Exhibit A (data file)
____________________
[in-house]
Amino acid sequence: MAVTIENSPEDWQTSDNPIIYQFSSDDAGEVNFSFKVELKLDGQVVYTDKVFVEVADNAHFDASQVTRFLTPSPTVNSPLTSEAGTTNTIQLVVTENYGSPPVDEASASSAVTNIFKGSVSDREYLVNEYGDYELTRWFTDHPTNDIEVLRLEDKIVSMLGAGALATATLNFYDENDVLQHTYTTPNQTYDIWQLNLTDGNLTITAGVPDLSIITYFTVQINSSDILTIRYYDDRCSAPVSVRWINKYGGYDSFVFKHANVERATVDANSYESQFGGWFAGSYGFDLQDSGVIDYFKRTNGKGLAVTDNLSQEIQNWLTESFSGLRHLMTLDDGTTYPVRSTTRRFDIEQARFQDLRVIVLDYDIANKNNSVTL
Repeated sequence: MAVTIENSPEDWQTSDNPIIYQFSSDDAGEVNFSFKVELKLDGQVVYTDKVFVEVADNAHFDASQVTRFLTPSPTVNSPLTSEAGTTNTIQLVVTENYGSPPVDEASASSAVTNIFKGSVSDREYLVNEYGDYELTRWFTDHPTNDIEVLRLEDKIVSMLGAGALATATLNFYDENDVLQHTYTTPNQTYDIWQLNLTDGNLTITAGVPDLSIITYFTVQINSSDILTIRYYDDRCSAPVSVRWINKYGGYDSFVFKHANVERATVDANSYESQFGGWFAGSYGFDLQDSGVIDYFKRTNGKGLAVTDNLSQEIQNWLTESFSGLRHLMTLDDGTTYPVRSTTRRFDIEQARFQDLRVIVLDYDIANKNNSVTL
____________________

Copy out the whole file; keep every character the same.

[in-house]
Amino acid sequence: MAVTIENSPEDWQTSDNPIIYQFSSDDAGEVNFSFKVELKLDGQVVYTDKVFVEVADNAHFDASQVTRFLTPSPTVNSPLTSEAGTTNTIQLVVTENYGSPPVDEASASSAVTNIFKGSVSDREYLVNEYGDYELTRWFTDHPTNDIEVLRLEDKIVSMLGAGALATATLNFYDENDVLQHTYTTPNQTYDIWQLNLTDGNLTITAGVPDLSIITYFTVQINSSDILTIRYYDDRCSAPVSVRWINKYGGYDSFVFKHANVERATVDANSYESQFGGWFAGSYGFDLQDSGVIDYFKRTNGKGLAVTDNLSQEIQNWLTESFSGLRHLMTLDDGTTYPVRSTTRRFDIEQARFQDLRVIVLDYDIANKNNSVTL
Repeated sequence: MAVTIENSPEDWQTSDNPIIYQFSSDDAGEVNFSFKVELKLDGQVVYTDKVFVEVADNAHFDASQVTRFLTPSPTVNSPLTSEAGTTNTIQLVVTENYGSPPVDEASASSAVTNIFKGSVSDREYLVNEYGDYELTRWFTDHPTNDIEVLRLEDKIVSMLGAGALATATLNFYDENDVLQHTYTTPNQTYDIWQLNLTDGNLTITAGVPDLSIITYFTVQINSSDILTIRYYDDRCSAPVSVRWINKYGGYDSFVFKHANVERATVDANSYESQFGGWFAGSYGFDLQDSGVIDYFKRTNGKGLAVTDNLSQEIQNWLTESFSGLRHLMTLDDGTTYPVRSTTRRFDIEQARFQDLRVIVLDYDIANKNNSVTL